A Visitor’s Guide to Pittsburgh

While there doesn’t seem to be any shortage of websites dedicated to helping you navigate Pittsburgh, whether you’re a visitor or just moved to the city or a long timer looking for something new to do, they’re all kind of involved and take a lot of effort, or are trying to provide a really in depth overview of what you can do in the city.

So I’ve put together my quick Top 5 things to do for those of you who just want to know what, where and why.

5. Shadyside

Autumn, Shadyside Pittsburgh Drink beer on a sunny patio, spend cash at upscale local boutiques or national chains, or just walk the streets and admire the old Victorian houses. A diverse neighborhood, you’ll find yourself amongst affluent gays, CMU-bound Asians and aging sellout hipsters alike! Definitely check out Walnut Street for the main attraction, but when you’re ready for the real meat head over to Ellsworth Avenue.

4. Bridle Trail, Schenley Park

This is a downhill trail, equally great for cycling or walking, which begins at the corner of Overlook Drive and Greenfield Road in Schenley Park. It’s one of those cool spots in Pittsburgh where you’re in the woods but can catch glimpses of skyscrapers Downtown and Oakland laid out before you. Take a bus to Squirrel Hill and make the descent in your manner of preference, you’ll end up at a public pool, playground and Panther Hollow…where you can continue on to Oakland itself.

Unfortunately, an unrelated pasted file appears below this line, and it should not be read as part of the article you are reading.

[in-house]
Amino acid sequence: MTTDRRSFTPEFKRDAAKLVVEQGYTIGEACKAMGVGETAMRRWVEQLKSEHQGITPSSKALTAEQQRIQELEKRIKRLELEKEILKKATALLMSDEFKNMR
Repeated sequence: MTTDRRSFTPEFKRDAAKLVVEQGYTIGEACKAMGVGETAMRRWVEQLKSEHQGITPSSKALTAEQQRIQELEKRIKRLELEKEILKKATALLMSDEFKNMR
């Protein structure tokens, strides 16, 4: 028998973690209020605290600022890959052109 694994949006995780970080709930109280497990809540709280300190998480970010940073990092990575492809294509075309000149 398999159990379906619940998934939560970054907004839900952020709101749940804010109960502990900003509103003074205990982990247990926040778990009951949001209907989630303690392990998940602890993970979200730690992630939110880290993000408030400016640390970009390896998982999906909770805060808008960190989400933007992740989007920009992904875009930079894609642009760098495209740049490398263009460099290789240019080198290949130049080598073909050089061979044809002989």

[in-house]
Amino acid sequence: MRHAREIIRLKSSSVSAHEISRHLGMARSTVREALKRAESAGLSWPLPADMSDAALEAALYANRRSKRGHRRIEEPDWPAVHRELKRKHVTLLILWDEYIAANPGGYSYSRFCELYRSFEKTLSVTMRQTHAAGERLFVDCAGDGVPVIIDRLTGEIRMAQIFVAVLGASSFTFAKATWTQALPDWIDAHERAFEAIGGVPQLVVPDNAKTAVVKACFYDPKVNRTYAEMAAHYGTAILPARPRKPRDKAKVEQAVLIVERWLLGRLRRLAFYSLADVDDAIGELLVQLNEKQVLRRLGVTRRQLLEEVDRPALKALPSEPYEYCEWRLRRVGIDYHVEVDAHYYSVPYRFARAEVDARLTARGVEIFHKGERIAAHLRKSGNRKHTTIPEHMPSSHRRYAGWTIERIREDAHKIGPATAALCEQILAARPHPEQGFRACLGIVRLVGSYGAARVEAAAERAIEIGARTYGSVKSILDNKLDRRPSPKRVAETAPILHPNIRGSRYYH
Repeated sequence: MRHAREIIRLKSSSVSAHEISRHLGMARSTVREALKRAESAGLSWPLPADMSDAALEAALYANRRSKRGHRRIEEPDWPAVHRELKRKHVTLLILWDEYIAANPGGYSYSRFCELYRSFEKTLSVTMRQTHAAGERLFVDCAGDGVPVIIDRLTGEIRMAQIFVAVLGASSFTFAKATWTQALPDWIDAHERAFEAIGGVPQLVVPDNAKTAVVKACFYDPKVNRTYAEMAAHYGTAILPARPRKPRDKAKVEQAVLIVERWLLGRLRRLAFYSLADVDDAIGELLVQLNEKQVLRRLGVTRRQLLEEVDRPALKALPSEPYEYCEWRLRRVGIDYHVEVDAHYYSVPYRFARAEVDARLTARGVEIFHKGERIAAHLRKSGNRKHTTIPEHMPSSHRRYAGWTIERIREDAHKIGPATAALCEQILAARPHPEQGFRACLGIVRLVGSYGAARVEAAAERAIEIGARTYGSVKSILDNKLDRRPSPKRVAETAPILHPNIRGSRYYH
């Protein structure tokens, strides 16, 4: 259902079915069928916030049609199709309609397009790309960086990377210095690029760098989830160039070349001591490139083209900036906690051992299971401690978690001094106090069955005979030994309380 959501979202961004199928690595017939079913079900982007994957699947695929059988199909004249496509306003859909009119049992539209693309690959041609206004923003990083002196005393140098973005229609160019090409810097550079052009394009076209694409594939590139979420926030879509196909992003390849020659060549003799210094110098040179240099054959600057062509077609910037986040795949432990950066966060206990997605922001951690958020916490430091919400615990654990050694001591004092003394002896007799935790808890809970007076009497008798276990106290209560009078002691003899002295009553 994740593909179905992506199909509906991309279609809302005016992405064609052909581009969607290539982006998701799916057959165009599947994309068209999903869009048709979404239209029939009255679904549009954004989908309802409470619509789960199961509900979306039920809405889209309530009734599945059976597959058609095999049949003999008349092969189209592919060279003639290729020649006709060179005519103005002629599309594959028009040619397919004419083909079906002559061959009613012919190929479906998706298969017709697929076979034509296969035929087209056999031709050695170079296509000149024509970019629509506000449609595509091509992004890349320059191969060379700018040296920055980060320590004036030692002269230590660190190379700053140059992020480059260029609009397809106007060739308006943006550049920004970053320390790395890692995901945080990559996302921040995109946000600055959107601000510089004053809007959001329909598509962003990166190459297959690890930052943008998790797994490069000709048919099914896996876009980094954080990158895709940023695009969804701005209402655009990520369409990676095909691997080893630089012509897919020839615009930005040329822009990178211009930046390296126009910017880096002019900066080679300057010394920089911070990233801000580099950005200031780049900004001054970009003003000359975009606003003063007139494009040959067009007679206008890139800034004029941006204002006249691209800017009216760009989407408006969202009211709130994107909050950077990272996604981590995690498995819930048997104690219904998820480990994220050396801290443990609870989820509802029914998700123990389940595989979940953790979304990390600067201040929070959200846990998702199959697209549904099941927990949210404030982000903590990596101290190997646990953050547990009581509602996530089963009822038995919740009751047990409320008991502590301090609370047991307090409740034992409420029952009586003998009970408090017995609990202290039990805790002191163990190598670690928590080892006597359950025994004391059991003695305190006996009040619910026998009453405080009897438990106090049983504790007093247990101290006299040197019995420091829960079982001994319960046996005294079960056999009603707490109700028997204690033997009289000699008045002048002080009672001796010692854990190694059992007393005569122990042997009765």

3. The Mattress Factory

decapitated Grecian statues An incredibly unique installation art experience that, in my inflated ego’s opinion, simply blows the more popular and well-known museums in the city out of the water. Explore the outdoor catacombs, get lost in a basement of light, darkness and trickery, and when you’re done, check out Street View on Google Maps for more fun.

2. Three Rivers Heritage Trail System

a bridge span a river A relatively new addition to the City of Bridges, just about every inch of the banks of the Ohio, Monongahela and Allegheny Rivers is covered in bikable, walkable trails. This is the one thing I regret missing out on the most after deciding to travel full-time.

1. City Steps

city-steps My favorite of all of the relics of Pittsburgh’s past, there are thousands and thousands of old, sometimes decaying unfortunately, sets of concrete stairs around the city. Built into, atop and around all types of hills, back in the day when people didn’t hop in their cars every time they wanted to go ten feet down the road, the city stairs were a way to make it from one place to another quickly, directly, and in keeping with good shape. You can find them anywhere, but the Southside Slopes are a great place to start looking.

There you have it, a quick primer on what to do when one wants to explore my hometown of Pittsburgh, Pennsylvania.

Of course, if you prefer something seriously more in depth, you might want to check out this issue of travel magazine Wand’rly where they cover the city all up in detail.

0. BONUS TO DO: Kayak Pittsburgh

One of the cooler features added to the city since my departure in 2008, Kayak Pittsburgh rents (you guessed it!) kayaks. Find them beneath the Roberto Clemente Bridge (6th Street on the North Shore, near PNC Park) and make your way around the Three Rivers by floating on top of them.

The Peanut Gallery

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